A Brighter Kind of Madness: On Leonard Cohen


On Leonard Cohen

Leonard Cohen. Photograph by Rama. Licensed under CCO 2.0.

To mark the appearance of Leonard Cohen’s “Begin Again in our Summer issue, we’re publishing a series of short reflections on his life and work.

In 2002, the year I graduated from college, I had a young male psychiatrist at NewYork-Presbyterian who called me the night before every session to confirm our appointment. I feel bad for this guy now. He was kind of clueless and innocent, and I tried to horrify him at every session with more and more outlandishly irreverent thoughts about life. I’m not sure why I did this—maybe just for my own entertainment. He used to tell me that he could decipher my moods based on my outfits—he could determine when I was depressed or activated or hadn’t been sleeping based on the color combinations I chose. This was a very confused, manic period for me, and I had developed a practice of dressing that followed something like an equation. One garment had to be the equivalent of garbage; disgusting T-shirts and track pants fit into that category. One garment had to be opulent and luxurious, like a sequin blazer or buttery leather pants. And one garment had to be ironic. This was the hardest category to fulfill because it was so subjective.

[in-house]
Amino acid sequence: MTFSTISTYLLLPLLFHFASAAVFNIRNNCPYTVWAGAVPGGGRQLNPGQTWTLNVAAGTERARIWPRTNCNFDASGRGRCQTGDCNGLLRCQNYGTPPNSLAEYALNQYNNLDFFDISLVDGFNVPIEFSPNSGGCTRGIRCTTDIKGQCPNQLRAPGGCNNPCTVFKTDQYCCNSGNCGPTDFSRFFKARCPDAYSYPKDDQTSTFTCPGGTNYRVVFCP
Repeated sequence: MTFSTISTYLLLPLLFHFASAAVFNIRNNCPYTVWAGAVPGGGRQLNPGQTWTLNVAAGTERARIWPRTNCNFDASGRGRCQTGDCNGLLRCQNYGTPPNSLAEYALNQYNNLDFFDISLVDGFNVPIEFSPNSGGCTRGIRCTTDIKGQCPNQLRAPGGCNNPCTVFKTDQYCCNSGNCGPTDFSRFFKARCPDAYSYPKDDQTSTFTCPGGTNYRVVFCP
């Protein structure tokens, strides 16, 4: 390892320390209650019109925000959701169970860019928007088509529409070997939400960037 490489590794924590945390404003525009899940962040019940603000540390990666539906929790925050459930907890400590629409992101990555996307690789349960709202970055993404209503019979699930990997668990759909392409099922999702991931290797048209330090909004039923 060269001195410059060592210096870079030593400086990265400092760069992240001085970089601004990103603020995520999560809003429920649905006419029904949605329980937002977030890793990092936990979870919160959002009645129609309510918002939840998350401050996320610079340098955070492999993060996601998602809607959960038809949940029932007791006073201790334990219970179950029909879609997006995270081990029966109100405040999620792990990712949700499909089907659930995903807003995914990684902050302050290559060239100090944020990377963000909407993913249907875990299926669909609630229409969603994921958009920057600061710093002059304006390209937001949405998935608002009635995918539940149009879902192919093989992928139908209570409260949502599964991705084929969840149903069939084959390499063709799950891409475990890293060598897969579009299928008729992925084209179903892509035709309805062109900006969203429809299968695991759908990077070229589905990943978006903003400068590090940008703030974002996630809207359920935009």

I had first learned the word ironic from the hit nineties movie Reality Bites, but I didn’t understand it until I had lived in New York for several years. New York teaches you all kinds of interesting things. It was during this period when I was dressing like a lunatic that I used Leonard Cohen’s spoken opening of “First We Take Manhattan” as the recording on my answering machine: “First we take Manhattan, then we take Berlin.” His voice is dark and conspiratorial but pure and noble, and he speaks these words a cappella, as though to announce that a great force of collective love and fury is about to overtake the world. I thought this was rather ironic, because I was a young woman who was not in the business of overtaking anything. I could barely take my medication.

One night I got very drunk and showed up to my psychiatry appointment the next day in a full-length yellow-and-green plaid mohair car coat from the sixties, a Boston Pops sweatshirt from childhood with sleeves that ended at my elbows, and ragged pajama pants stuffed into knee-high go-go boots. I’m not sure what I was thinking—maybe this was the outfit I’d had on the night before. “I tried to call you yesterday evening,” the psychiatrist said. “But I got some old man’s answering machine.” “That’s not just some old man,” I said. “That’s my husband.” I left it at that. I loved Leonard Cohen more like a daughter loves a father, though. His music tempered my insanity with a brighter kind of madness. He grounded my heart at a time when I was worried I would jump out the window.


Ottessa Moshfegh is a novelist and screenwriter. Her latest novel, Lapvona, is out now.